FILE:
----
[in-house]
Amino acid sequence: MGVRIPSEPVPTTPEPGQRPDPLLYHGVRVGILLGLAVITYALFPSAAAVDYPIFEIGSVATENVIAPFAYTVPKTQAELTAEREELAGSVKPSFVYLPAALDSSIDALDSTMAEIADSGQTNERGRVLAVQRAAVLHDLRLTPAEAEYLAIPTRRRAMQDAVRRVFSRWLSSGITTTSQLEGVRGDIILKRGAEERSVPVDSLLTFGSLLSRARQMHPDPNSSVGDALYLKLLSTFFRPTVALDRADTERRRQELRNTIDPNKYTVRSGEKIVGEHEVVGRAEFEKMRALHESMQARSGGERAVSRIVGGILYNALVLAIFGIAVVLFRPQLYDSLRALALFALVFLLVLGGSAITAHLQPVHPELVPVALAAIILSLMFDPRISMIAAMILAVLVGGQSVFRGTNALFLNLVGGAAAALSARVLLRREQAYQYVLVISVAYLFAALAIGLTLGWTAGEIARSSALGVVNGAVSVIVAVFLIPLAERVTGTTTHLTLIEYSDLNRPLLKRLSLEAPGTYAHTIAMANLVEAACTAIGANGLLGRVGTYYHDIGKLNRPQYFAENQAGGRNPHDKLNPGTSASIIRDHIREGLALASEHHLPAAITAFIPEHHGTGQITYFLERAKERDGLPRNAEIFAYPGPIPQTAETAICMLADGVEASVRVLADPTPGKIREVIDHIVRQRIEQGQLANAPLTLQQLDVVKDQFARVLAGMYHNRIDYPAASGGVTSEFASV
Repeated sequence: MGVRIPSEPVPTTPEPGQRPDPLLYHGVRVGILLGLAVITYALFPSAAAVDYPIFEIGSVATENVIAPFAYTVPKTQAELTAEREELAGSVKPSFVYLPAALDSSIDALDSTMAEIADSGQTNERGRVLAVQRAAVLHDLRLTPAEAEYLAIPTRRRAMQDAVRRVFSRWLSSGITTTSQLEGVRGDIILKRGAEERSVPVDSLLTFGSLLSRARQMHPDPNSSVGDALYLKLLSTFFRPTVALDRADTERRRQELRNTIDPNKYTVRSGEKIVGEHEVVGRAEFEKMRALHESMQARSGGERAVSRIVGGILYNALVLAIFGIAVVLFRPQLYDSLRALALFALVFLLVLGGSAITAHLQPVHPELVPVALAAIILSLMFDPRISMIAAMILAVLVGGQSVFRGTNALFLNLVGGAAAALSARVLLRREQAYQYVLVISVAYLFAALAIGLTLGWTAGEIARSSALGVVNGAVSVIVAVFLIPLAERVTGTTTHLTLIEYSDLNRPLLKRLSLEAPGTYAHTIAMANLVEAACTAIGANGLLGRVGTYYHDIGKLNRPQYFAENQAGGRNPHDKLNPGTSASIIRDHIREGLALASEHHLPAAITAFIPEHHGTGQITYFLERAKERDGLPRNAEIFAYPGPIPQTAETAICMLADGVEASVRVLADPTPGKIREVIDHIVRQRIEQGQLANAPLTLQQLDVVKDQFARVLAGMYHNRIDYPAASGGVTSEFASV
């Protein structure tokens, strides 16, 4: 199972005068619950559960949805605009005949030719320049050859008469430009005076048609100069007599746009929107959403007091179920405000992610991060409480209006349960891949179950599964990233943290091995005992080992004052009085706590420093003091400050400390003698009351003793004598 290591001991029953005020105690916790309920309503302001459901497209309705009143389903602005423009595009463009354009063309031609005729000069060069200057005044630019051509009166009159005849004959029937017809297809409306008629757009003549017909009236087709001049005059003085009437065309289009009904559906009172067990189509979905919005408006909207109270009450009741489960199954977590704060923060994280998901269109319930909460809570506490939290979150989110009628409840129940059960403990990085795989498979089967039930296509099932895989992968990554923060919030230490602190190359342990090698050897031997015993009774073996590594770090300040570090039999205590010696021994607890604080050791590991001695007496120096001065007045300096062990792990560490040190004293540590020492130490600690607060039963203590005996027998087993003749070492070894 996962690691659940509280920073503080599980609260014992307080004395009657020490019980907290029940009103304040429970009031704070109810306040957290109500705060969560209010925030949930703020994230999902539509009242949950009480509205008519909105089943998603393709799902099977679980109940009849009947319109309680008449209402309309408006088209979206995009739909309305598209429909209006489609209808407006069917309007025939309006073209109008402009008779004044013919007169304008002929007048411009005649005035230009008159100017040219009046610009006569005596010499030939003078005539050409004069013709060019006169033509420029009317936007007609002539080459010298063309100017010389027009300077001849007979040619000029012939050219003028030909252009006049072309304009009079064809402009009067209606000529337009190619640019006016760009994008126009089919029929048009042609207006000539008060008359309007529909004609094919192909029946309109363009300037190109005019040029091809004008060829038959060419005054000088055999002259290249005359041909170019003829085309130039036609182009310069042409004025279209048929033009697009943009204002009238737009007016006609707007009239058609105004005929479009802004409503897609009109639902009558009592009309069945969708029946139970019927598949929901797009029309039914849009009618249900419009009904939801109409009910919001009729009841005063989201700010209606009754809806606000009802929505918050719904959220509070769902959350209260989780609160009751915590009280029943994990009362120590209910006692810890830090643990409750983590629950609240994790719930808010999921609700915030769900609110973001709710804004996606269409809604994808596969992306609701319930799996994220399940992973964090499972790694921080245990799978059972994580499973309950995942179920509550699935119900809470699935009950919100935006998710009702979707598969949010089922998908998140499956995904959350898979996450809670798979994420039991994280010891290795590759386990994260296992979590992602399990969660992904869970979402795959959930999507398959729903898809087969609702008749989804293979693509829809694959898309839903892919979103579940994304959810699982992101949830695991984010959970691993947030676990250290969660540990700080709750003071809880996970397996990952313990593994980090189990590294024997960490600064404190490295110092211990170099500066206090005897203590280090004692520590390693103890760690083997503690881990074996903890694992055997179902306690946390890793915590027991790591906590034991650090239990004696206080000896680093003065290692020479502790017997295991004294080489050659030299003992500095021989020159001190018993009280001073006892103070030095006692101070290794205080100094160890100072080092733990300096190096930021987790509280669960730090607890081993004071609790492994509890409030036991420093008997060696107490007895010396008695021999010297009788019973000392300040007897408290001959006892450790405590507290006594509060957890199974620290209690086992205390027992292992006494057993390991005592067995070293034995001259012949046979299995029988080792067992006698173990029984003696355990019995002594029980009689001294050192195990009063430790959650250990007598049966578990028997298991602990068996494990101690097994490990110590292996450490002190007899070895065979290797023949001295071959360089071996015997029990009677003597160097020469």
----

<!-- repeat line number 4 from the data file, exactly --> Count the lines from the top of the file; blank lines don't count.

């Protein structure tokens, strides 16, 4: 199972005068619950559960949805605009005949030719320049050859008469430009005076048609100069007599746009929107959403007091179920405000992610991060409480209006349960891949179950599964990233943290091995005992080992004052009085706590420093003091400050400390003698009351003793004598 290591001991029953005020105690916790309920309503302001459901497209309705009143389903602005423009595009463009354009063309031609005729000069060069200057005044630019051509009166009159005849004959029937017809297809409306008629757009003549017909009236087709001049005059003085009437065309289009009904559906009172067990189509979905919005408006909207109270009450009741489960199954977590704060923060994280998901269109319930909460809570506490939290979150989110009628409840129940059960403990990085795989498979089967039930296509099932895989992968990554923060919030230490602190190359342990090698050897031997015993009774073996590594770090300040570090039999205590010696021994607890604080050791590991001695007496120096001065007045300096062990792990560490040190004293540590020492130490600690607060039963203590005996027998087993003749070492070894 996962690691659940509280920073503080599980609260014992307080004395009657020490019980907290029940009103304040429970009031704070109810306040957290109500705060969560209010925030949930703020994230999902539509009242949950009480509205008519909105089943998603393709799902099977679980109940009849009947319109309680008449209402309309408006088209979206995009739909309305598209429909209006489609209808407006069917309007025939309006073209109008402009008779004044013919007169304008002929007048411009005649005035230009008159100017040219009046610009006569005596010499030939003078005539050409004069013709060019006169033509420029009317936007007609002539080459010298063309100017010389027009300077001849007979040619000029012939050219003028030909252009006049072309304009009079064809402009009067209606000529337009190619640019006016760009994008126009089919029929048009042609207006000539008060008359309007529909004609094919192909029946309109363009300037190109005019040029091809004008060829038959060419005054000088055999002259290249005359041909170019003829085309130039036609182009310069042409004025279209048929033009697009943009204002009238737009007016006609707007009239058609105004005929479009802004409503897609009109639902009558009592009309069945969708029946139970019927598949929901797009029309039914849009009618249900419009009904939801109409009910919001009729009841005063989201700010209606009754809806606000009802929505918050719904959220509070769902959350209260989780609160009751915590009280029943994990009362120590209910006692810890830090643990409750983590629950609240994790719930808010999921609700915030769900609110973001709710804004996606269409809604994808596969992306609701319930799996994220399940992973964090499972790694921080245990799978059972994580499973309950995942179920509550699935119900809470699935009950919100935006998710009702979707598969949010089922998908998140499956995904959350898979996450809670798979994420039991994280010891290795590759386990994260296992979590992602399990969660992904869970979402795959959930999507398959729903898809087969609702008749989804293979693509829809694959898309839903892919979103579940994304959810699982992101949830695991984010959970691993947030676990250290969660540990700080709750003071809880996970397996990952313990593994980090189990590294024997960490600064404190490295110092211990170099500066206090005897203590280090004692520590390693103890760690083997503690881990074996903890694992055997179902306690946390890793915590027991790591906590034991650090239990004696206080000896680093003065290692020479502790017997295991004294080489050659030299003992500095021989020159001190018993009280001073006892103070030095006692101070290794205080100094160890100072080092733990300096190096930021987790509280669960730090607890081993004071609790492994509890409030036991420093008997060696107490007895010396008695021999010297009788019973000392300040007897408290001959006892450790405590507290006594509060957890199974620290209690086992205390027992292992006494057993390991005592067995070293034995001259012949046979299995029988080792067992006698173990029984003696355990019995002594029980009689001294050192195990009063430790959650250990007598049966578990028997298991602990068996494990101690097994490990110590292996450490002190007899070895065979290797023949001295071959360089071996015997029990009677003597160097020469």